The World Health Organization (WHO) has published the Good Regulatory Practices (GRP) and Good Reliance Practices (GRelP) that will be critical for countries’ regulatory system strengthening cooperation, convergence and transparency to leverage resources more efficiently and ensure that quality health products reach people faster.
The globalization of markets, the sophistication of health technologies, the rapid evolution of regulatory science and the increasing complexity of supply chains have shown regulators the importance of international cooperation in ensuring the safety, quality, efficacy or performance of locally used products.
The GRelP, is aimed to promote a more efficient approach to regulation, thereby improving and expediting access to quality-assured, effective and safe medical products.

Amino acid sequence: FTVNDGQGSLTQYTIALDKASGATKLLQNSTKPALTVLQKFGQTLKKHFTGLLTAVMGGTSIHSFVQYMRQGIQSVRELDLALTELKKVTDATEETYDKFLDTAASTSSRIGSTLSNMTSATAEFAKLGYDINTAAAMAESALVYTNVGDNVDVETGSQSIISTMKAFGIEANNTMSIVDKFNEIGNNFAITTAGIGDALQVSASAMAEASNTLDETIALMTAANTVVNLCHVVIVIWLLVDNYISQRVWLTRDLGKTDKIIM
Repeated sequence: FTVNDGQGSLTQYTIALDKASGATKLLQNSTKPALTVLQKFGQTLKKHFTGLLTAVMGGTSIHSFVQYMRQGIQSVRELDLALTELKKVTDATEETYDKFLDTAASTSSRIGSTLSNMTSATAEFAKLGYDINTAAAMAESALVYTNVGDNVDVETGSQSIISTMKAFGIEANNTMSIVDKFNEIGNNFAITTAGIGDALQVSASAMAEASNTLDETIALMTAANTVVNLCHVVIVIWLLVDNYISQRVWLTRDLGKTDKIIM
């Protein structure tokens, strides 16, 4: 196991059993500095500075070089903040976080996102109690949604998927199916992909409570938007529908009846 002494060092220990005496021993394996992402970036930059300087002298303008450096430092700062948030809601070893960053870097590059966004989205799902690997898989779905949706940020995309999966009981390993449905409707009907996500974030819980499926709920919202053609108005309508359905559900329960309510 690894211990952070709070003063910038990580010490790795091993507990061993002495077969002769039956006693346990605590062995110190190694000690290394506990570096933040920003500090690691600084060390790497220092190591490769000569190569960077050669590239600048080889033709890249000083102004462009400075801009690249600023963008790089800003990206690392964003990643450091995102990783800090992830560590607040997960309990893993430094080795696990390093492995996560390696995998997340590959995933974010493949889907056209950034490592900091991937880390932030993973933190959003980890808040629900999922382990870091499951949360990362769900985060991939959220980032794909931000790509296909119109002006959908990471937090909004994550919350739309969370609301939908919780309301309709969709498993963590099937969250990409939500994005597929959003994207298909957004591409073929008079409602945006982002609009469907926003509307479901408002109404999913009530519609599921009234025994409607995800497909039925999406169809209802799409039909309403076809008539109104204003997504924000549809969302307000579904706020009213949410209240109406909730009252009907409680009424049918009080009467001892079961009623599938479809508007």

GRelP includes the overarching principles of “regulatory reliance” in the field of regulation of medical products, addressing all the regulatory functions in the life cycle of these products. WHO defines regulatory reliance as “The act whereby the regulatory authority in one jurisdiction may take into account and give significant weight to evaluations performed by another regulatory authority or trusted institution in reaching its own decision”.
The other document, GRP provides regulators with advice on how to establish and implement sound, affordable, efficient regulation of medical products as an important part of health system performance and sustainability. WHO presents nine principles in this document: legality, consistency, independence, impartiality, proportionality, flexibility, clarity, efficiency and transparency, that are relevant to all regulatory authorities, irrespective of their resources, sophistication or regulatory model.
You can find both documents as annexes 10 and 11 in the 55th report of the WHO Expert Committee on Specifications for Pharmaceutical Preparations (ECSPP).